All I am saying is that treating these election results as a statement that "all Lebanese" voted for March 14 ("Muslims, Christians and Druze") is factually wrong. Freidman's anaylsis argues that Lebanon is not polarized politically and that the majority of Lebanese went March 14. This is wrong and is illustrated by the popular vote. Lebanon is still a fractured and highly polarized country politically suggesting otherwise is wrong.

  3. Very interesting article! I def prefer when you write opinion articles like this. It also gives me a much-sought opportunity to roast your unyielding argumentative style ;)! My problem here is with myth number 3 - 'Obama's speech won the elections for March 14...'. I had already read Tisdall's article and did not think thats an exact interpretation of his view. On the second paragraph, he points out 'It would be fanciful to claim that Obama's bridge-building speech to the Muslim-world in Cairo last week, attractive though it was, crucially influenced Lebanese voters. (...) but...appears to have struck a chord." This is more nuanced that stating, point-blank, that 'it won the elections.'

    Moreover, about Patriarch Sfeir, Tisdall says: 'an eve-of-poll demarche by Boutros Sfeir, spiritual leader of the country's Maronite Christians, may have done the trick.'I don't know if you are including him in 'most western commentators' but I have the impression he does attribute the deserved importance to this speech. In any case, by referring the Patriarch, Tisdall adds one more element to his argument about March 14's victory and thus elaborates further on the view that Obama's speech did not 'won the elections'.

    So maybe, Tisdall was not a good option! But other than that all good!

  4. Deen I think you're taking a very skewed view of the elections in general. On points 1 and 2 you seem to have adopted M8 talking points regardless of their merits.

  5. "I would even doubt many in Zahle even know who Biden and Clinton are and am suspicious as to how much the Sunnis of Zahle like Obama"

    Any one else think that's a pretty big assumption to make in a commentary attempting to expose Journalists whom may have intentionally or not misrepresented the truth regarding the results?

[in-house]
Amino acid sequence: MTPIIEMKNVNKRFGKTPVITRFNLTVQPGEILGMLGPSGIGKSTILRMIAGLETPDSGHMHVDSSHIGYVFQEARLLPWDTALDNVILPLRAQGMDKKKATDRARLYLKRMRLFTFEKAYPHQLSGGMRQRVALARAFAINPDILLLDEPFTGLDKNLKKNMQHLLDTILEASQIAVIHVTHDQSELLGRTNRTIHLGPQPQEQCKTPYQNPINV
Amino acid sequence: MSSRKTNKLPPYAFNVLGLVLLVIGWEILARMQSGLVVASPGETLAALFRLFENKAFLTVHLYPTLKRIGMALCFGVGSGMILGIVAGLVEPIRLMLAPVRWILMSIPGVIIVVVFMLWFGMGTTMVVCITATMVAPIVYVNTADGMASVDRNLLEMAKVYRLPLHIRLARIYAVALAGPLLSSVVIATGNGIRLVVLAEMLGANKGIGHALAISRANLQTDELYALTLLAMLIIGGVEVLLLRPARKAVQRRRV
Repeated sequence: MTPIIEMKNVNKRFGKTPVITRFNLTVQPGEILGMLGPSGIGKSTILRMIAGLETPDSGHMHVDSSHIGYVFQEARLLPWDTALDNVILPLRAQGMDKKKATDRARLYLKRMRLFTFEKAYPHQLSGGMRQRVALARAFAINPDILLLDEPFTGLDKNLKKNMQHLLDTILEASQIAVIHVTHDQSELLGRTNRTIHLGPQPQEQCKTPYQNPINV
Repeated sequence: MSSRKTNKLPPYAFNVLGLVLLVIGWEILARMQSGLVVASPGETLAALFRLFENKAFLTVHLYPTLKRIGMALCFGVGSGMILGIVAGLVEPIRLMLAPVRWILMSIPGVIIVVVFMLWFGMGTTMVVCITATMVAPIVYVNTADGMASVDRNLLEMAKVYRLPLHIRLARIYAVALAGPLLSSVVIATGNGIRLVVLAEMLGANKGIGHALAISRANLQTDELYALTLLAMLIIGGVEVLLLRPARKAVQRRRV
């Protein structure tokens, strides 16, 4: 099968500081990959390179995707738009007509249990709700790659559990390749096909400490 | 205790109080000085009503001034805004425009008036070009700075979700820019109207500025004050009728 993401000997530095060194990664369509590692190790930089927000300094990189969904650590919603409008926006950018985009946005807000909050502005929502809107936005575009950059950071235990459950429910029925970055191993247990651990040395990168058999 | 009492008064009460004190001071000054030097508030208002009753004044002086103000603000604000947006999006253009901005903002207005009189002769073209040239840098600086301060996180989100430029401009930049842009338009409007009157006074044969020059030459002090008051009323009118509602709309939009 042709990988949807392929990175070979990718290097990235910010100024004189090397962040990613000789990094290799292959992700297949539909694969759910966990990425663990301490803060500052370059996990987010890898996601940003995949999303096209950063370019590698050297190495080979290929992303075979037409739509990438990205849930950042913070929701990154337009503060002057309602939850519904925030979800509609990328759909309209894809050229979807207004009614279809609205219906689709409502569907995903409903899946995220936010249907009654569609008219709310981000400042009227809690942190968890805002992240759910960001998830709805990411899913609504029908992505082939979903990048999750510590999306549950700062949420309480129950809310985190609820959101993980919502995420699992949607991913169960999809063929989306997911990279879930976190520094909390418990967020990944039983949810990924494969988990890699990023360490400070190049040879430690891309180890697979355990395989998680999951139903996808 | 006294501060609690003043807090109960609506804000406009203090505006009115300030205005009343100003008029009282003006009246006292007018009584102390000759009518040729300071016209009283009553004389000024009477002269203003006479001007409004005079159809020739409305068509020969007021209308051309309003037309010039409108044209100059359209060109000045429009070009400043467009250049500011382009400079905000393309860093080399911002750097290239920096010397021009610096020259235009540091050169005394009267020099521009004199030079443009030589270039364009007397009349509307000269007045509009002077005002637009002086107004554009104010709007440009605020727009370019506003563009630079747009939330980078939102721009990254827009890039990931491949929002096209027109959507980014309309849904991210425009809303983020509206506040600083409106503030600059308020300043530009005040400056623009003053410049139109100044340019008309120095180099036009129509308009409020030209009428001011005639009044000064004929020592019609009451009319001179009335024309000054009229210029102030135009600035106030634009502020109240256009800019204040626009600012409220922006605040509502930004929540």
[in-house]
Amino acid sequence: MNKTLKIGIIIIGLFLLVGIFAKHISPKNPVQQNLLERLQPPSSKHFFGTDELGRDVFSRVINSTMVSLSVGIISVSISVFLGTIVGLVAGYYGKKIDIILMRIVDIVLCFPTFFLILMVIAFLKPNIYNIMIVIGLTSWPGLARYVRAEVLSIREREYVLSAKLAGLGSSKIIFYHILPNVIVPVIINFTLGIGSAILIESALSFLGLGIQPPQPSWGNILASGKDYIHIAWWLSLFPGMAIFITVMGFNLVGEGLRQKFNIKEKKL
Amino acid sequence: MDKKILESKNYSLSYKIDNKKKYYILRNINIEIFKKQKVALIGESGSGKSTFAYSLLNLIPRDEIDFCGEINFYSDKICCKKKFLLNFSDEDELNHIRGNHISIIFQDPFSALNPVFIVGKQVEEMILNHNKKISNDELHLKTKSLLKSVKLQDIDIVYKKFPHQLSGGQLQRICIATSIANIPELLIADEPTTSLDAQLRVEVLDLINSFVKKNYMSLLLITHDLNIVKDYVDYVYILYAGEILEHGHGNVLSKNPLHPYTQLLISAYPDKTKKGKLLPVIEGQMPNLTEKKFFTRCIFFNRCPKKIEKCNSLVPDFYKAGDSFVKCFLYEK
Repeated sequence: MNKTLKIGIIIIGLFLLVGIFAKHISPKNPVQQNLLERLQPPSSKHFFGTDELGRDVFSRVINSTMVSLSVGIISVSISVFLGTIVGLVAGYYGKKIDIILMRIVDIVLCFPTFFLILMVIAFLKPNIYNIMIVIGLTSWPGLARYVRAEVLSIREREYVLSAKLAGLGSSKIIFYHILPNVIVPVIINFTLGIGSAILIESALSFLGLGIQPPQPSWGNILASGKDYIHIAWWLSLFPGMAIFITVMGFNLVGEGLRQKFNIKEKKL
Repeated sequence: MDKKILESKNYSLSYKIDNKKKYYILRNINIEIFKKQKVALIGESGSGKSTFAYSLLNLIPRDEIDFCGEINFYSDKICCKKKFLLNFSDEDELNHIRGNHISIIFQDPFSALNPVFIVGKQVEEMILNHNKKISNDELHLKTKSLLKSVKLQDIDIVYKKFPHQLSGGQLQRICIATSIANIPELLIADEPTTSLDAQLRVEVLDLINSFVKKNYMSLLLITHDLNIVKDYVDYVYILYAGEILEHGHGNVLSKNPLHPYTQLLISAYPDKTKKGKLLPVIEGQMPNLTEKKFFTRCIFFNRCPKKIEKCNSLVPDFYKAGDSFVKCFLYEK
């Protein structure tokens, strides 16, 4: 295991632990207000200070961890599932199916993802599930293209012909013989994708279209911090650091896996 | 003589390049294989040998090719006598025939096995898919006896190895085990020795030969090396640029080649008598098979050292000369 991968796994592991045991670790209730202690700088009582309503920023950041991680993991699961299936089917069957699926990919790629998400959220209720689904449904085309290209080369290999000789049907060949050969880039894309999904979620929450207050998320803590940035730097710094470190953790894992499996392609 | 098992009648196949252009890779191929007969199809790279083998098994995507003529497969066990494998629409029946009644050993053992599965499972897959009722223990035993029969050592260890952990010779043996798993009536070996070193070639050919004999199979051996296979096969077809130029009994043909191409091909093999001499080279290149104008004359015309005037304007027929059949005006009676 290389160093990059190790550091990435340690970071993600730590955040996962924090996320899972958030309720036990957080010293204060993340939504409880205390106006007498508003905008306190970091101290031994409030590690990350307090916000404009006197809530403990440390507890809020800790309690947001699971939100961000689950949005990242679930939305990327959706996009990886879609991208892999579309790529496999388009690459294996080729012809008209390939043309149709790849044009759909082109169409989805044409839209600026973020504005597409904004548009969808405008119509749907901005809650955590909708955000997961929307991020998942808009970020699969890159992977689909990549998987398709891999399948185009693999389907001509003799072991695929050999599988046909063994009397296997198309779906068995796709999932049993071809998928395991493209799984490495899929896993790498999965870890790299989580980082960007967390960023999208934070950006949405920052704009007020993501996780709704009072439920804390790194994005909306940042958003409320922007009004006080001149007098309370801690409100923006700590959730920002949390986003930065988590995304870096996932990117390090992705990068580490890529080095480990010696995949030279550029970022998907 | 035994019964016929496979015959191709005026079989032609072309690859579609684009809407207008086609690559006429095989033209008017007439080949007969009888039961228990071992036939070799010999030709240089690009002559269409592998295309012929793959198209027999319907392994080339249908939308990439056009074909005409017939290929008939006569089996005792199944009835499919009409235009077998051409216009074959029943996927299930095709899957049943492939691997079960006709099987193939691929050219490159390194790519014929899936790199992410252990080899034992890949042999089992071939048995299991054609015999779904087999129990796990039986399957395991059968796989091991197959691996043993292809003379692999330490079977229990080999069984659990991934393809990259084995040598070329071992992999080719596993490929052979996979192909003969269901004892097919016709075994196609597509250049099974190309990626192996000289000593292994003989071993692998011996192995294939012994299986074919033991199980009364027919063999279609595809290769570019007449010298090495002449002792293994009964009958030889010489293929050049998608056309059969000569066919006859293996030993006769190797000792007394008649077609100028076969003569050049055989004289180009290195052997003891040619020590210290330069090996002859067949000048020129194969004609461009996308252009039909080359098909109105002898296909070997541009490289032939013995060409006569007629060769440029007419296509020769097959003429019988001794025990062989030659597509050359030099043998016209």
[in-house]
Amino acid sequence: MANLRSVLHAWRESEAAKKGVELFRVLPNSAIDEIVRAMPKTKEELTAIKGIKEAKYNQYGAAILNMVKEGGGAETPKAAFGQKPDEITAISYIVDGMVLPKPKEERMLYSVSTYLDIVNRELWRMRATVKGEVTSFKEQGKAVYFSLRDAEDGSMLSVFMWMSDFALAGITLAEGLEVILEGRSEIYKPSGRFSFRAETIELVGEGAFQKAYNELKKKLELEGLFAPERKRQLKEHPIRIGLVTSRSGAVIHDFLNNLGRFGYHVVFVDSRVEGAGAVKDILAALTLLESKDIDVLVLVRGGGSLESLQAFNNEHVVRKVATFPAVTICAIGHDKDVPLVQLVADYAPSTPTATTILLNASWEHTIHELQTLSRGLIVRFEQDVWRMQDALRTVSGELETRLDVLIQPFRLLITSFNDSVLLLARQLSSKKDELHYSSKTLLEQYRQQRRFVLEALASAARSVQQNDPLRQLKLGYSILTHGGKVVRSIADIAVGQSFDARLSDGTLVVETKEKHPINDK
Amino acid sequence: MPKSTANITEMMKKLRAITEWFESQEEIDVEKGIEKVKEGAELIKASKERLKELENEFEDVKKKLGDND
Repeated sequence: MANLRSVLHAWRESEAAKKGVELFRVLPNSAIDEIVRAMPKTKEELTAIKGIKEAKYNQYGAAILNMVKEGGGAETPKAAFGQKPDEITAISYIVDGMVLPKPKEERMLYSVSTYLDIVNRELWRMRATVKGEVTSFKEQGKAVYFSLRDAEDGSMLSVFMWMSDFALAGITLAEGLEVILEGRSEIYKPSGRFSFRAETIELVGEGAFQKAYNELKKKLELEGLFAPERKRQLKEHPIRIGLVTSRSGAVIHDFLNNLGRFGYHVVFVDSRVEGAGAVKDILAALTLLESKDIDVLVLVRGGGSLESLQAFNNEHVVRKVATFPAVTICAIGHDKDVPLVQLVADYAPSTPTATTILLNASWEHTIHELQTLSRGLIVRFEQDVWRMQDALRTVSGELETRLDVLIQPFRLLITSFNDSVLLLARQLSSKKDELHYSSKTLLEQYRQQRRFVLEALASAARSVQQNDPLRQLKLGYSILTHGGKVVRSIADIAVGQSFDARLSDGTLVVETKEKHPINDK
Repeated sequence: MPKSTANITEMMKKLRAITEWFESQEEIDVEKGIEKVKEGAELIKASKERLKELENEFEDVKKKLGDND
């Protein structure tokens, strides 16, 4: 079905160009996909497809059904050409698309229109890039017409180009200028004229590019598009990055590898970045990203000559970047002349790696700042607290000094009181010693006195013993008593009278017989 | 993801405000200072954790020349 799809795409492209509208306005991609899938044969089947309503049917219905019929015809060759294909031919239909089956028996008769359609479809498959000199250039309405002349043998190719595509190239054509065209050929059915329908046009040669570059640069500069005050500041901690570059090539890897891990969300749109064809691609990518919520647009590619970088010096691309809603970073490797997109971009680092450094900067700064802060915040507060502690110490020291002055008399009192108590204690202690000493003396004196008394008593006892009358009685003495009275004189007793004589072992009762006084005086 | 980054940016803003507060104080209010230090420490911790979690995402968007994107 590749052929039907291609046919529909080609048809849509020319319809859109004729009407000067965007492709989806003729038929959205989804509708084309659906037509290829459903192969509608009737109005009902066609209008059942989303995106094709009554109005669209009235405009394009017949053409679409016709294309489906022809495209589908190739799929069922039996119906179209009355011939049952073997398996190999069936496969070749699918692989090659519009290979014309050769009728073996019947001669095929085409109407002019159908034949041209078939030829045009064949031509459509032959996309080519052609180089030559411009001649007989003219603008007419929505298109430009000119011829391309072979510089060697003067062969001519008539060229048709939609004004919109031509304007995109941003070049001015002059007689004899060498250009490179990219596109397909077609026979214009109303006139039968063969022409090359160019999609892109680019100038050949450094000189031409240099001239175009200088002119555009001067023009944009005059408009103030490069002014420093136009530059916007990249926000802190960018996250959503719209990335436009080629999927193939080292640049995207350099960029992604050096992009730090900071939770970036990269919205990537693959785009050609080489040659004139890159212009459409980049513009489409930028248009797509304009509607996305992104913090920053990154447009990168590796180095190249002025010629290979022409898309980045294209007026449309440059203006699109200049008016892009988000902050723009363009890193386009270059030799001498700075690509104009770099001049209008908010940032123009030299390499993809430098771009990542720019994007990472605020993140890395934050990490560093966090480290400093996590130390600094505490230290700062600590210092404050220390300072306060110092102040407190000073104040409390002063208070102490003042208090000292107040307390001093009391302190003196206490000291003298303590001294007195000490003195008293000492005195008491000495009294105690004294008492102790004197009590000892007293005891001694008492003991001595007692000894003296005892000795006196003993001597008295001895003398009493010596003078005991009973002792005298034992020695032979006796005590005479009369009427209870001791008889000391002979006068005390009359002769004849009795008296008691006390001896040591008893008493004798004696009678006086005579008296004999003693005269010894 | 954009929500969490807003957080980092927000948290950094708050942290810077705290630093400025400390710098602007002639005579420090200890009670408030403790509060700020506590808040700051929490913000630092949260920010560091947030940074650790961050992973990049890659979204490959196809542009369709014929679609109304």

I give you one star for this article.

  6. Great discussion!

    -Blacksmith Jade I am really interested to know about your view regarding points one and two. I accept, without agreeing, to Joumanna's point on the popular vote; is your opinion the same? As for the first point the FPM is still the largest single Christian party. March 14 Christians did not get a significant majority becuase the FPM and Change and Reform are still a powerful force in Lebanese politics and even increased their seats. What are the merits of the other arguments?

    -Bolines! I really reject the analysis that Obama had an effect on the Lebanese election i.e. getting people to the voting booth only! Tisdall is an astute journalist that uses slippery language but the main theme of the whole article was that: "Lebanon may be just the beginning of the "Obama effect"." I reject the analysis that Lebanon is the beginning of the "Obama effect" with regard to how voters behaved on election day as a myth. If there has been an "Obama effect" it has been top-down and this election was not its beginning. If there is an "Obama effect" it began with the cooling down of rhetoric with Iran and Syria.

    -Anonymous I accept that was a sloppy comment and will take it out as a result (you are my best editors after all!) but one star! Cold.

  7. In regards to Friedman, I can only suggest reading this article:

  8. That's really really really funny!!

  9. Wonderful post!!! Genuinely loved this kind of post. Although I want much more information on like precious subject matter.